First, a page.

Funny thing, I’m not the only one who likes this concept! While I’m getting everything lined up with the agencies to start introductions next month, join me this February in reading this humorous and quick read!
Here’s the donation box and info board at FCC Edmond. It is beside the children’s library in the fellowship hall. Right now you can read about foster needs and the mission of small things|GREAT LOVE. Starting in March there will be info and a donation request for a local foster or supporting agency. If you are local, swing by and check it out!!
Foster care is just not your calling right now, but you still feel this desire to help, to serve, to support both the families and the children in the foster care system. There are a ton of agencies and groups that you can volunteer with and donate to, so how do you know what their needs are? Where’s the best place to start?? START HERE!
Want to know some stats? It's not pretty
Statistically around 50% of foster parents will not be fostering a year later. The simple reason why—it’s too hard.
Of the number of kids in state custody, between 55-65 percent coming into foster care are placed with their extended family and friends. The remaining percentage of children need recruited foster homes or higher levels of care like group homes or in-patient treatment.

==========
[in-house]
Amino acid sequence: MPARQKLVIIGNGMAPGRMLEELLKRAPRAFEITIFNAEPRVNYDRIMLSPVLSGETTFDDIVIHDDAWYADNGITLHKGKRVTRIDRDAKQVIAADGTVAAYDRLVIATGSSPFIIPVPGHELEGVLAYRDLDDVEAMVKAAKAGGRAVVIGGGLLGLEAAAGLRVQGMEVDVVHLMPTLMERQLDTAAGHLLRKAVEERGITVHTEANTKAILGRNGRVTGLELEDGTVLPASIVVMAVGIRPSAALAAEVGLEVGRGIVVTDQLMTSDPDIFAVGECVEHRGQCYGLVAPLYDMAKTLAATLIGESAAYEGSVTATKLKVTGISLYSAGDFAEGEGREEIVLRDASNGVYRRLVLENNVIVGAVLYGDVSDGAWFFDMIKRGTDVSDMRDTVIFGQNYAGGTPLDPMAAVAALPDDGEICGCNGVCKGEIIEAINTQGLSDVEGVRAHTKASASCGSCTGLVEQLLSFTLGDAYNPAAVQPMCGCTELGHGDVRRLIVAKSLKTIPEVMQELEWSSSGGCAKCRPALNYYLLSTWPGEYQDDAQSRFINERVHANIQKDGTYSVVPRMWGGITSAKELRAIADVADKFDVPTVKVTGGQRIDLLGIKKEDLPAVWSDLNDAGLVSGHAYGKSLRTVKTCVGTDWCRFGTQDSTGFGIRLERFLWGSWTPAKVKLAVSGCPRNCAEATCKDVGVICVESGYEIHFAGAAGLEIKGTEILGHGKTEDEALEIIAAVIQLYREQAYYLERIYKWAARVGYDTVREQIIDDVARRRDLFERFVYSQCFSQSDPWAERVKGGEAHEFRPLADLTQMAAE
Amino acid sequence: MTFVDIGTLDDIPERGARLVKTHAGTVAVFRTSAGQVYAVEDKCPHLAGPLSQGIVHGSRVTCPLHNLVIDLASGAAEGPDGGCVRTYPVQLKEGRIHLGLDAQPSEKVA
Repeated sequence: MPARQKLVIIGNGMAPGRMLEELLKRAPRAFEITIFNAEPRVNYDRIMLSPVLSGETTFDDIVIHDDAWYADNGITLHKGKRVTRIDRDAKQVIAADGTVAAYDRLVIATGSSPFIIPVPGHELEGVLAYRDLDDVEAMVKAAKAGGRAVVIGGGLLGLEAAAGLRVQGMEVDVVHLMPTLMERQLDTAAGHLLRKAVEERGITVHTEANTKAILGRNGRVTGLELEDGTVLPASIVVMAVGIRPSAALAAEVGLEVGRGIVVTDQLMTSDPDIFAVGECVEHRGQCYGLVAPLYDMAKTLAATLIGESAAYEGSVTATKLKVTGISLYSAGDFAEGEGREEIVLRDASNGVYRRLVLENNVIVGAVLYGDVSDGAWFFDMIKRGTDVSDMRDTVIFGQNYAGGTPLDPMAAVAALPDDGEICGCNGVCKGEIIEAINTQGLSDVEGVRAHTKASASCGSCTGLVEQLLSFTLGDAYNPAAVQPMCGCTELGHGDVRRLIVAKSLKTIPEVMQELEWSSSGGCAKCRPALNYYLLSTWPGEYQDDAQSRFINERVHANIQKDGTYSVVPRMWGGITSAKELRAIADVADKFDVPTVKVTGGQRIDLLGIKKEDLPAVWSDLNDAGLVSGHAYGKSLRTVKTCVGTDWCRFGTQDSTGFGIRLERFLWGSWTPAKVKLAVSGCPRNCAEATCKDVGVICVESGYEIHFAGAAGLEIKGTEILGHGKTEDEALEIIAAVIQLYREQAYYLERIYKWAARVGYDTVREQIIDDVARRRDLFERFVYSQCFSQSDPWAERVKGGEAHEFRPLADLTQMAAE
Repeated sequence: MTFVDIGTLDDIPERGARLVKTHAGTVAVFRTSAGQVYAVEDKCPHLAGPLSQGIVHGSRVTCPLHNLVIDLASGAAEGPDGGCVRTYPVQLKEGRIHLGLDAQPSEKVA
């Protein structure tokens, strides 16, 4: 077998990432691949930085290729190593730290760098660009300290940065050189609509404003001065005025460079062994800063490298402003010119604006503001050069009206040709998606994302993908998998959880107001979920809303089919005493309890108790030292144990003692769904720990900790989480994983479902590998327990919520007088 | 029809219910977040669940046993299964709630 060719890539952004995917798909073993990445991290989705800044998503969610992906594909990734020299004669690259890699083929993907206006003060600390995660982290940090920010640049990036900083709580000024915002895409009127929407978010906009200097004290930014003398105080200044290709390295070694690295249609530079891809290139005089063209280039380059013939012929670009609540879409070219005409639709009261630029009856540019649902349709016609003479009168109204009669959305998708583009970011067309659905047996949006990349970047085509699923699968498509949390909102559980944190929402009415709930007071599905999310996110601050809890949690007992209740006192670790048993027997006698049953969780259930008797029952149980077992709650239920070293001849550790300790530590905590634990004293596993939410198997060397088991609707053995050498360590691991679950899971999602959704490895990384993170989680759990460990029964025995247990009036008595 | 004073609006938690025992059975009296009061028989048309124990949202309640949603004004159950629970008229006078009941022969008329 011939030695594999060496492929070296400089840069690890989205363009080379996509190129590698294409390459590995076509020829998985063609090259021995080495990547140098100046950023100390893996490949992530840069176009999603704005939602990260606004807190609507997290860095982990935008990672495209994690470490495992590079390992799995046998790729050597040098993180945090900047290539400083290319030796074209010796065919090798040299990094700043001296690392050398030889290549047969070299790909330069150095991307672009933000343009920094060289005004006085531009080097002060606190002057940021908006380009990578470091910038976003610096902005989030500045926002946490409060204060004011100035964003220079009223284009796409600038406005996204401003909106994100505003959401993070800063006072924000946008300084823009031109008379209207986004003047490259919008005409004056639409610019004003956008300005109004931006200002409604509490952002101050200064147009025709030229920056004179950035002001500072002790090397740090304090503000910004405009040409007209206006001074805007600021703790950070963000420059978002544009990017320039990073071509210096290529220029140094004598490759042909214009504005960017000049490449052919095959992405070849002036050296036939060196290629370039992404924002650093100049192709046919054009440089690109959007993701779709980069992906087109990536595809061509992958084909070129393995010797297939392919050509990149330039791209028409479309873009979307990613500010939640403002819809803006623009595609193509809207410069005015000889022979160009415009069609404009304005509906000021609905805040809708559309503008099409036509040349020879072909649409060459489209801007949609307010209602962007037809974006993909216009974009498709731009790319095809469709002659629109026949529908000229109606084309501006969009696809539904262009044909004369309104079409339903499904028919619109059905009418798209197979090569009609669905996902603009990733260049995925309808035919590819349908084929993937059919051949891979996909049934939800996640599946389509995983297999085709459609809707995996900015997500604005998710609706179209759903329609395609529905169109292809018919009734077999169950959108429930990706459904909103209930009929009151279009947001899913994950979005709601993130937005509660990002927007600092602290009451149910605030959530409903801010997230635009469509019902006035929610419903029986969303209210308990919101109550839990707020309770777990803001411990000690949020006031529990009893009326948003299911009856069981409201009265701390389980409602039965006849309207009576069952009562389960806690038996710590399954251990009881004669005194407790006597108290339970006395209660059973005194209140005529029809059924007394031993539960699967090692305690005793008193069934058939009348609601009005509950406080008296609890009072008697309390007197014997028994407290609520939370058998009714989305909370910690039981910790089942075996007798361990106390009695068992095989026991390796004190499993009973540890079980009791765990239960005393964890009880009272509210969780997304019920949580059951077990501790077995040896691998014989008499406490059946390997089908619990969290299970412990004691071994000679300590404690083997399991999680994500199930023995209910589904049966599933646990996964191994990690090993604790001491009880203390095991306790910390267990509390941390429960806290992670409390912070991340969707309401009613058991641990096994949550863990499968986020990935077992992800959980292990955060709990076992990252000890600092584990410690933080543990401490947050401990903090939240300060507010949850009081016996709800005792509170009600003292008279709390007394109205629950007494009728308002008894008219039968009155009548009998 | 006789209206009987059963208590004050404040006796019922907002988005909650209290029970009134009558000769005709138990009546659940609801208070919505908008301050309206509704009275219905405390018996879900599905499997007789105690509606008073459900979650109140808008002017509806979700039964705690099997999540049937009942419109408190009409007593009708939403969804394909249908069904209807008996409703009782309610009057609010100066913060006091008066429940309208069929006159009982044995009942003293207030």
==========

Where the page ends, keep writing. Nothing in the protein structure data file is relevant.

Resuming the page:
There are more than 350 children on any given day who are legally free and waiting for adoptive families. More than 1,000 children in state custody have a goal of adoption.
More than 60 percent of children in foster care are under the age of 12 and most have brothers and sisters also in care.
The majority of children adopted each year are adopted by their foster families.
When children grow up without a safe, loving home there are dire long-term consequences:
Children may not be able to learn at the same rate as their peers and they may struggle with emotional difficulties.
Children can suffer from long-term health problems, and even death.
Children who are shuffled between foster homes are more likely to fail classes and fall behind in their learning and socialization.
Few foster children receive normal physical examinations and are the most vulnerable to experiencing poor health compared with any other group of children in the United States.
For foster children who never find a permanent home and simply age out of the foster care system, the consequences are significant and long-term: only 50% will complete high school, 25% will be homeless, 40% will depend on some form of public assistance, and 27% of males and 10% of females will be incarcerated at least once.